sushi rice

What is Sushi Rice?

You may not know, but the word sushi is used to describe the rice and not the fish. The art of making sushi rice is highly regarded in Japan.

Rice is an art. The perfect fish in season is all about connections and money, but it’s the best rice that you can get. The nigiri you get in a regular restaurant is a pale imitation. It’s the equivalent of chef boyardee and freshly made pasta at a good Italian restaurant.

Even in Japan, sushi rice can vary from being made on a conveyor belt by a machine to being so good that you could put grass on top. This is one of Steph’s favorite sushi.

It’s not as difficult to get the right taste for sushi rice as it is to shape it correctly. If you don’t live in a major city for sushi (or Japan), this will make better sushi than anything you can find locally. This simple recipe will upgrade your homemade Sushi.

What is Sushi Rice?

Sushi Rice is Japanese short grain rice that has been seasoned with sugar, salt and vinegar. It forms the base of nigiri and maki as well as all other types of sushi.

Some sushi restaurants in Japan will tune their rice to the specific fish they are serving. This means they’ll have different batches of rice, each with a different seasoning, depending on what fish they’re serving.

How to Make Sushi Rice

  1. Prepare the rice. Use a rice cooker, Instant Pot, or my 27-minute stovetop method that has never failed me. Bring to a boil 1,25 cups of water per 1 cup rice. Cover tightly with a tight lid, and turn the heat down to the lowest setting. Remove the pot from heat after 17 minutes but keep the lid on. Continue with the next steps after another 10 minutes.
  2. Prepare the seasoning. Combine the rice vinegar, salt, and sugar in a small saucepan and heat over low heat until the sugar melts.
  3. Season rice. Transfer the cooked rice to a large bowl. Use a silicone spatula or a rice paddle to mix in the vinegar with the rice. It is important not to break any rice grains.
  4. Cool down the rice. Use a fan or a magazine to gently fan the rice while tossing it. This will help the rice absorb the vinegary sweetness. It should be cool enough to easily handle. It must be cool enough to not cook any raw salmon you place on top.
  5. Enjoy. Adjust the seasoning to your taste, and add more if necessary. Cover the dish with a wet towel until you are ready to serve.

Rice Vinegars: Red vs. White

It’s okay if most recipes for sushi rice only mention rice vinegar. The mixing of vinegars can be a great way for sushi chefs to express their own style. For example, some will mix akazu (red vinegar of rice, as shown below) and regular white vinegar 50/50. This completely alters the taste of the fish, rice and the sushi.

We brought back a lot of rice vinegars (they have entire aisles of vinegars in Japan) and played with them. There’s no need to buy these vinegars, but I recommend them if you want to experiment with your sushi. Amazon offers a wide variety of vinegars. For example, brown rice vinegar unpolished from Mizkan or amber rice from Kagoshima.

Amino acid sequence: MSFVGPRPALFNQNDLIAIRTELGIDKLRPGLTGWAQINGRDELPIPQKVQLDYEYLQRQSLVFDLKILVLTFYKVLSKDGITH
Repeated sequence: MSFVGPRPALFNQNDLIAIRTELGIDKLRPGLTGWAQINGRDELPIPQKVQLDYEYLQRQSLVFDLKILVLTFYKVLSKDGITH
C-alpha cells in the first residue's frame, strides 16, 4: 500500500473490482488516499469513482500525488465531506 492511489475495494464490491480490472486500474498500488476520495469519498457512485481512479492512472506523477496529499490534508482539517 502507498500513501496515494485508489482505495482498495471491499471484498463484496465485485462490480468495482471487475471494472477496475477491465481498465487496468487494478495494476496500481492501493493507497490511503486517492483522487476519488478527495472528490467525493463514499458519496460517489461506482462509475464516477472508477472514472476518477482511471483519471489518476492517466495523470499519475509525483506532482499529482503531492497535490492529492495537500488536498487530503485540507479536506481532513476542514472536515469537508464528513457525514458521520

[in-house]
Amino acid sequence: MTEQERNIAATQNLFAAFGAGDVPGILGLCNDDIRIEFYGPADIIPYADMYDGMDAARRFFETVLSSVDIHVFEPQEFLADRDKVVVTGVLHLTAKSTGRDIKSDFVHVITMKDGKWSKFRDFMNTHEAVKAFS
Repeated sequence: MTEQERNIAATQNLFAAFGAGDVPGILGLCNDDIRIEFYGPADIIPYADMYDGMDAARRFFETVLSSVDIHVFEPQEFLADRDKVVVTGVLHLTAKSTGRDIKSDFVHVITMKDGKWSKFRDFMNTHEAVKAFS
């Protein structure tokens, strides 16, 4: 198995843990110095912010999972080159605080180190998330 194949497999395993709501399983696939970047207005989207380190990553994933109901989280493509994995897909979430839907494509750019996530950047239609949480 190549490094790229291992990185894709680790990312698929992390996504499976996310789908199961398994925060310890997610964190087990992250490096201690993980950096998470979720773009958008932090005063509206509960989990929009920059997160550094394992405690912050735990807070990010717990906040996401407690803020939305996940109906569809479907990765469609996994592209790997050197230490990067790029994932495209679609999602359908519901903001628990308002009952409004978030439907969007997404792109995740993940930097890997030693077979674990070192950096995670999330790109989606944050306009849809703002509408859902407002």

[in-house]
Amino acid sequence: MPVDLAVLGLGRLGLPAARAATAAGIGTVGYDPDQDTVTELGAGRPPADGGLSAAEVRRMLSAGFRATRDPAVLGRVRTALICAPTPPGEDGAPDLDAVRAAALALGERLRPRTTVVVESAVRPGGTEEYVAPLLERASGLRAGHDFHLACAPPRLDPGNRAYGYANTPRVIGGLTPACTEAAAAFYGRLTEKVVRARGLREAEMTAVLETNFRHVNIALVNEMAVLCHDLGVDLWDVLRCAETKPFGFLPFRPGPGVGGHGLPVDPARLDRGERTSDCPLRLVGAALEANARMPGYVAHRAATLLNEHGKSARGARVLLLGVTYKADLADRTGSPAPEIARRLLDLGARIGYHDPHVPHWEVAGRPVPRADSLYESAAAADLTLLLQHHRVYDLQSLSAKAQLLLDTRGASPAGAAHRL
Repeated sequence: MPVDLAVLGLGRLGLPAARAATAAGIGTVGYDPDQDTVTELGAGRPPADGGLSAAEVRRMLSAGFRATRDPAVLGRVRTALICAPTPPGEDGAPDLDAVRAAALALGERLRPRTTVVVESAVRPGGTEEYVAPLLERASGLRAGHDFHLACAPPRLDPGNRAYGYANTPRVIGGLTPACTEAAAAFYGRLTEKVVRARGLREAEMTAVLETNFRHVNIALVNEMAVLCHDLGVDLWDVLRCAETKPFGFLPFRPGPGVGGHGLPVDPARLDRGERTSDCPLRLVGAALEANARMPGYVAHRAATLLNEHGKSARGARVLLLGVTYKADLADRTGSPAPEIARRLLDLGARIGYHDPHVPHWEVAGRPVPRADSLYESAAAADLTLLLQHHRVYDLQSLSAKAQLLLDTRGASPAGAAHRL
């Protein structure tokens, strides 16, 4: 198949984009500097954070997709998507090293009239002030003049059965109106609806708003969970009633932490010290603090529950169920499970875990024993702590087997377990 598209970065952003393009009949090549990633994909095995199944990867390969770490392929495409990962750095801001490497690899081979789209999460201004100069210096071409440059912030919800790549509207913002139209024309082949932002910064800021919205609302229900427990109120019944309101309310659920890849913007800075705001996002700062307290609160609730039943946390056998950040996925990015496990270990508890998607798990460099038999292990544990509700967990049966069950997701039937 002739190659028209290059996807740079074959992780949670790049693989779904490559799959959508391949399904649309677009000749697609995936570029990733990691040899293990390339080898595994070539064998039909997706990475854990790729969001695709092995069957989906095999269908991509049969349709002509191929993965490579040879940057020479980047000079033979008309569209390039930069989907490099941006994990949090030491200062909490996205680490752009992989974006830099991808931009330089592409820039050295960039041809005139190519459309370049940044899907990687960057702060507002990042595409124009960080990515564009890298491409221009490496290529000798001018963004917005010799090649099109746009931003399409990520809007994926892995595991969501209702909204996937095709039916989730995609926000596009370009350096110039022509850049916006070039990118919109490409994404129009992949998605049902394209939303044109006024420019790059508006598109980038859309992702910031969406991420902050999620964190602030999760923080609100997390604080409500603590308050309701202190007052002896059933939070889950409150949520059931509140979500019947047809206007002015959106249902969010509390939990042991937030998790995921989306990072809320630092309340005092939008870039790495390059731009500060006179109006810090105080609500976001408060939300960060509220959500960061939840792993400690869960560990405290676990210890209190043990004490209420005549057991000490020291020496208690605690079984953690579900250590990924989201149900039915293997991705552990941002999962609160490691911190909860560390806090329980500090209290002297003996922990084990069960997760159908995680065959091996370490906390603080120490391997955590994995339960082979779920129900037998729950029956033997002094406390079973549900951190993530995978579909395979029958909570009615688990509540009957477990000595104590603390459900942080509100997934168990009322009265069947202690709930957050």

Rice Vinegar vs Seasoned Rice Vinegar

Speaking of vinegar. The standard cap for plain rice vinegar is green. Avoid the orange-capped pre-seasoned sushi vinegar. You can use the pre-seasoned rice vinegar (aka sushi vinegar) but do not add any sugar or salt to it. The premix isn’t as good but it is certainly easier. I like to go the extra mile. This recipe assumes that you’re using rice vinegar without seasoning.

What Is the Best Rice to Use?

On the Internet, I’ve read that glutinous rice is a good option. This is wrong. I’ve seen other recommendations for sushi, which to me sounds ambiguous at best. I recommend a simple koshihikari. Doesn’t matter if it is from Japan or FL. You can find koshihikari in any Asian grocery store , or online.

Instant Pot Sushi Rice

Instant Pot sushi rice is delicious! You can make great sushi rice in an Instant Pot! No need to make any other adjustments.

Uses for this Sushi Rice

  • California roll cones!
  • Make an ehomaki for the spring season
  • Order some assorted sashimi at your favorite sushi-ya to make a chirashi dish
  • Or fry up a filet of salmon and have fun. The combination of sushi rice and fish can’t fail – whether it’s raw or cooked.
  • Enjoy making nigiri at home, and forget all that I’ve said about its art!

Sushi Inc

Sushi Inc. is a vibrant restaurant that offers what is considered the best sushi in St Pete. Opening its doors in 2013 and becoming a local staple by offering live music, traditional hand-rolled sushi and a friendly atmosphere, our guests always have a top notch experience. Customers love our award-winning, fresh and creative Sushi rolls, Nigiri, and Sashimi. With a larger selection of tempura, non-Sushi, japanese, and teriyaki options, we can accommodate every taste in downtown St Petersburg Fl. Contact us today to set your reservation or if you have any questions. When setting any reservations, please inform us of any allergies you might have and ask for alternative options. Check out our menu and daily specials you won’t be disappointed with our #1 voted and reviewed sushi in the Bay area.

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